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Uncontrollable Hand Tremors

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By The Staff

Patricia A. Woodbury RN, MSN

If your hands tremble occasionally, it may be just a fleeting nervous situation.  But, if it happens frequently and spontaneously, and cannot be controlled, it could be a condition called essential tremor (E.T.).

E.T is the most common movement disorder, afflicting up to 10 million people in the United States.  It is a chronic progressive condition that usually affects the hands, but can also disrupt other parts of the body including, the head, arms, vocal cords and less commonly the lower body.

The involuntary shaking movements are similar to those of Parkinson’s disease but E.T. is a different condition.  It is not life threatening but it can often be life –altering.  It is also possible to have both E.T. and Parkinson’s.

Although tremors can start at any age, they tend to have distinct starting points in adolescence and middle age.  The cause is not known but appears to have a genetic component, as E.T. can be passed down through families.  While the condition is common, Indira Subramanian, MD, UCLA Department of Neurology says that it is not a normal part of aging.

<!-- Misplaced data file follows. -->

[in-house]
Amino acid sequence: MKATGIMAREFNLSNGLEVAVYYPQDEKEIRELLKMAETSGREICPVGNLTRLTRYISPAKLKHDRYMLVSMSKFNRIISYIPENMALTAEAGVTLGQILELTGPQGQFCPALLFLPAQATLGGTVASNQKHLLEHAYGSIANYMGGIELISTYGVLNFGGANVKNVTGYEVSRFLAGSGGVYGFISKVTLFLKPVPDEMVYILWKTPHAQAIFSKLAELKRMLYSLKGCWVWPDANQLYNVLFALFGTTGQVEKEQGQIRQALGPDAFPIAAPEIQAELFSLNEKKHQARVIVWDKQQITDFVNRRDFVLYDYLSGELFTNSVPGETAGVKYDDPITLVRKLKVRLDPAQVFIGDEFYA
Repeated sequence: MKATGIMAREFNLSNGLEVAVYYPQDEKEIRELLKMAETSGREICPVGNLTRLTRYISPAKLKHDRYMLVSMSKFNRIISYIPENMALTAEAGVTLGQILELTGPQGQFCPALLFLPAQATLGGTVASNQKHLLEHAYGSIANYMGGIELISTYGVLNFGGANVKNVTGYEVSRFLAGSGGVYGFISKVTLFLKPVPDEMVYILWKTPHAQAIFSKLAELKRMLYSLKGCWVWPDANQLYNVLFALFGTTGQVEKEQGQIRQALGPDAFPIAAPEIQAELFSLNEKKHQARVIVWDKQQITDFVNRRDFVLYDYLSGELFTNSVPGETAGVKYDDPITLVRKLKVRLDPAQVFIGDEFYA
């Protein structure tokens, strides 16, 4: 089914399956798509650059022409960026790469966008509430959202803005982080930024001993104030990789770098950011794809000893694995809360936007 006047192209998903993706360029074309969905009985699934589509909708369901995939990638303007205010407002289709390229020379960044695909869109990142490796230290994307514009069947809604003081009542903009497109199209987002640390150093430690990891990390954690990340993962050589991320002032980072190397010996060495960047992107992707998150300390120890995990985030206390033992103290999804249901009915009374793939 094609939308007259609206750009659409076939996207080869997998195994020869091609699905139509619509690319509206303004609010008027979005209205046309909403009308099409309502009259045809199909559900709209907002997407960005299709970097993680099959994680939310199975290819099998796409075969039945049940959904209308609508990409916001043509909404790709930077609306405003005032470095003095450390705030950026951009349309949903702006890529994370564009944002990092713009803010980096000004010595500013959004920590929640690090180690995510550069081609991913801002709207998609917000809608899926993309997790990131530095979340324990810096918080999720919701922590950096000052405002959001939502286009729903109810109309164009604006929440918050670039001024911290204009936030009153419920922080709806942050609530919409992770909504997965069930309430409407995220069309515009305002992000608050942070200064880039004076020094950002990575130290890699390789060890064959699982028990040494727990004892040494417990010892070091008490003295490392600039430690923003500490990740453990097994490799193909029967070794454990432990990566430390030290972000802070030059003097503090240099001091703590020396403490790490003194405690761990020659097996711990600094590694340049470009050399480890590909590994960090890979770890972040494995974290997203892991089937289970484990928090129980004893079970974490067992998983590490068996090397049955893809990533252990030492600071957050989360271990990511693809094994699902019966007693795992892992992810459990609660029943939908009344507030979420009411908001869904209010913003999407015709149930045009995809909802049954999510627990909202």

The condition of E.T. is diagnosed through physical and neurological exams, as well as the medical history.  Imaging may be necessary to determine if the tremor is caused by damage in the brain.  The physician would want to know:  which body parts are affected, one or both sides, if tremors occur when performing an action or at rest, and how fast and how large the tremors are.  Fine motor tasks such as drawing spirals, picking up a glass of water or placing the finger on the tip of the nose may be tested.

E.T. can develop from repetitive motions say of musicians or writers.  E.T. is treatable but not curable.  There are adaptive devices that can help improve hand grip, reduce spills and make typing easier.  Because medications can have unwanted side effects, finding solutions to help improve the activity (such as adaptive devices) may be enough.  Physical therapists and occupational therapists can help people figure out how better to adapt to their specific daily needs. 

E.T. can worsen under stress, so techniques that can help you relax in the moment can be especially useful.  Mindfulness meditation and breath work can reduce anxiety and the tremors.  Eliminating or reducing tremor-inducing substances, such as caffeine, are also useful strategies.

E.T. is a common, chronic and progressive condition, but everyone’s prognosis is different.  Many people may feel embarrassed by tremors and try to hide them.  There is significant relief from seeking treatment and the first step is to talk to your doctor about finding an accurate diagnosis.

Source:  UCLA Health, Healthy Years, October 2017.